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4 Characteristics of a Successful General Practitioner

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A great post by Dr. KrisEmily McCrory over at Physicians Practice explains why general practitioners should be proud of their career choice.

“Family medicine physicians often find ourselves having to explain our career choice: As students we are often encouraged to match in other, more lucrative or prestigious, specialties,” she writes. “Family Medicine is the safety specialty, where you go if you have to scramble. We are underpaid and overworked; yet I believe family medicine doctors are the doctors many medical students aspired to be when they eagerly applied to medical school.”

She then points out several characteristics of the general practitioner that makes them unique and irreplaceable in healthcare:

1. General practitioners have to know a lot about every area of healthcare.

Generalists must be “competent in several fields or activities,” she explains, “in order to care for our patients.” Depending on the type of area in which a family medicine physician is located, specialists may not be nearby. And the patients may not be able to afford those specialists or they may not have the time to go and see them.

2. General practitioners are required to be innovative.

Whether it’s “creating a diabetic menu for a patient stretching an income to feed himself and his adult children, grandchildren, and often, aged parents; deciding which test can be deferred for a diagnosis that can be clinically identified; or knowing which pharmacies offer free diabetes supplies and antibiotics,” the generalist has to be prepared to meet all needs using means that may or may not be standard procedure. They have to be a jack-of-all-trades, she writes.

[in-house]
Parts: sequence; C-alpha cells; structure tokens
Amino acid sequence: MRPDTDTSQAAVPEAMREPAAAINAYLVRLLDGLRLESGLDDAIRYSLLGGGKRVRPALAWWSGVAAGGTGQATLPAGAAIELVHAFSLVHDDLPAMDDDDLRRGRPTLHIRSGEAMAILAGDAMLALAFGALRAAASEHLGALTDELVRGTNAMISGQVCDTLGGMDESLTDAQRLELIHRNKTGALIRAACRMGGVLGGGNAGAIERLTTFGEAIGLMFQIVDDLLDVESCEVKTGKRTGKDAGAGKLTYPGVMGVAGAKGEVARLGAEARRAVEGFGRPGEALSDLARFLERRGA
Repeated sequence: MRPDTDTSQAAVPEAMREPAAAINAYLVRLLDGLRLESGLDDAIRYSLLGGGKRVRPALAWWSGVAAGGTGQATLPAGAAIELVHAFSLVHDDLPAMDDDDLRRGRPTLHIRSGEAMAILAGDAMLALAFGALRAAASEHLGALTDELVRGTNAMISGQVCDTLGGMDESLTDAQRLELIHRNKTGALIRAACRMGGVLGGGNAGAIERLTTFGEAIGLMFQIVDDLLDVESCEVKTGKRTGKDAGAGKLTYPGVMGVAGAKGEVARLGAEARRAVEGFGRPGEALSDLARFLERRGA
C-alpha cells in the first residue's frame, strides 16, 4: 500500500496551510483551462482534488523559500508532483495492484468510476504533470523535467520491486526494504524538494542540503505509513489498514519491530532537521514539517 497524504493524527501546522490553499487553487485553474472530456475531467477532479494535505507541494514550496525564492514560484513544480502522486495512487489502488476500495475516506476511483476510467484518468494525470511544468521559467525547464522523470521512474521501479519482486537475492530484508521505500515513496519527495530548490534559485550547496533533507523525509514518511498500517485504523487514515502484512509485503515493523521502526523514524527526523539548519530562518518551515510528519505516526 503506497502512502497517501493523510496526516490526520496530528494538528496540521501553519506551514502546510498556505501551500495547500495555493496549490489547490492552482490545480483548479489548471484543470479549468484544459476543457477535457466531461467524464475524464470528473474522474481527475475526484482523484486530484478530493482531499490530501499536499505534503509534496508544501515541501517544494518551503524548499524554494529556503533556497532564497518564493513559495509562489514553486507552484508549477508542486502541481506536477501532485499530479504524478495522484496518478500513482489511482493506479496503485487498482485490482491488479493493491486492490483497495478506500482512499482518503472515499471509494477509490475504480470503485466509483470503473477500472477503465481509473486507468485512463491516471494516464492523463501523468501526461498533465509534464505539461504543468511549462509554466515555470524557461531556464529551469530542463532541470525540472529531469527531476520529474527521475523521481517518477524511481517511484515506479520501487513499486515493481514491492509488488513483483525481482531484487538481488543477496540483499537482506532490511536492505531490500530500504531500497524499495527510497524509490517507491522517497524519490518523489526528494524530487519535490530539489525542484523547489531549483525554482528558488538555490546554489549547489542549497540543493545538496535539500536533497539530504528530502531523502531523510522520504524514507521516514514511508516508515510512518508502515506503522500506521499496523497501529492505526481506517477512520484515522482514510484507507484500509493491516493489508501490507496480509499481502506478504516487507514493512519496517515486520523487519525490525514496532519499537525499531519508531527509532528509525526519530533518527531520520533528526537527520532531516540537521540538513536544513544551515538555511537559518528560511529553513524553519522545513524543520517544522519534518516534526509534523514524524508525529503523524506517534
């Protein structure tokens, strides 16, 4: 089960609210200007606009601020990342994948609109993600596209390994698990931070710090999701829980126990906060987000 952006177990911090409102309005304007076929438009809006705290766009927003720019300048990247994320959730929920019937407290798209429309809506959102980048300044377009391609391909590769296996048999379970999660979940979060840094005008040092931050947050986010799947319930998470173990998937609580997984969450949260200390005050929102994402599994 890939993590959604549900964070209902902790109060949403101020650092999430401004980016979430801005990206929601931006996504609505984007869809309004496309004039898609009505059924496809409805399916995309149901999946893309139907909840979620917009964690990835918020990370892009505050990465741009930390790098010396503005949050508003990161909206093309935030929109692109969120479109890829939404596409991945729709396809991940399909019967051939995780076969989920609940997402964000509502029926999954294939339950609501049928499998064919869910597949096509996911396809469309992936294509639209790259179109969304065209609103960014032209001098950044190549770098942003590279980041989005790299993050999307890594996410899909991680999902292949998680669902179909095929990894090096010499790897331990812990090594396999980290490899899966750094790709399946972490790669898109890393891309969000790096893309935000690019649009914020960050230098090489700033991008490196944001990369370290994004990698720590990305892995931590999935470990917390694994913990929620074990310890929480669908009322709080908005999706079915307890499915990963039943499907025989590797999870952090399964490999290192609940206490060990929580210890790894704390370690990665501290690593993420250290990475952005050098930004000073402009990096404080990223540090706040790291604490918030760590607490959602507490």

3. General practitioners are also personal practitioners; forming deep and long-lasting relationships with patients is part of the job.

“I care for multiple generations of the same family and an office visit for a toddler's well-child visit may also involve a discussion of mom's contraceptive needs or grandpa's necessary refills,” she explains. “My patients face various barriers getting to see me, so if I have a captive audience I take advantage of it, even when it means creating three visits out of the space allotted for one.”

4. General practitioners must be prepared to juggle more than just patient care.

McCory says she often feels “lost in the maze of the demands. Medical school failed to provide any lectures on filling out disability paperwork or on providing explanations of medical necessity.”

The personal anecdotes she relates in her post are worth reading, and they will remind you why being a general practitioner is not just a career choice, but as with all specialties, it’s also a calling that is vitally needed in today’s healthcare world.

As physicians looking for jobs, why did you choose the specialty you’re in? If asked in a job interview why you chose your specialty, which reasons would you give? What aspects of your specialty do you love?

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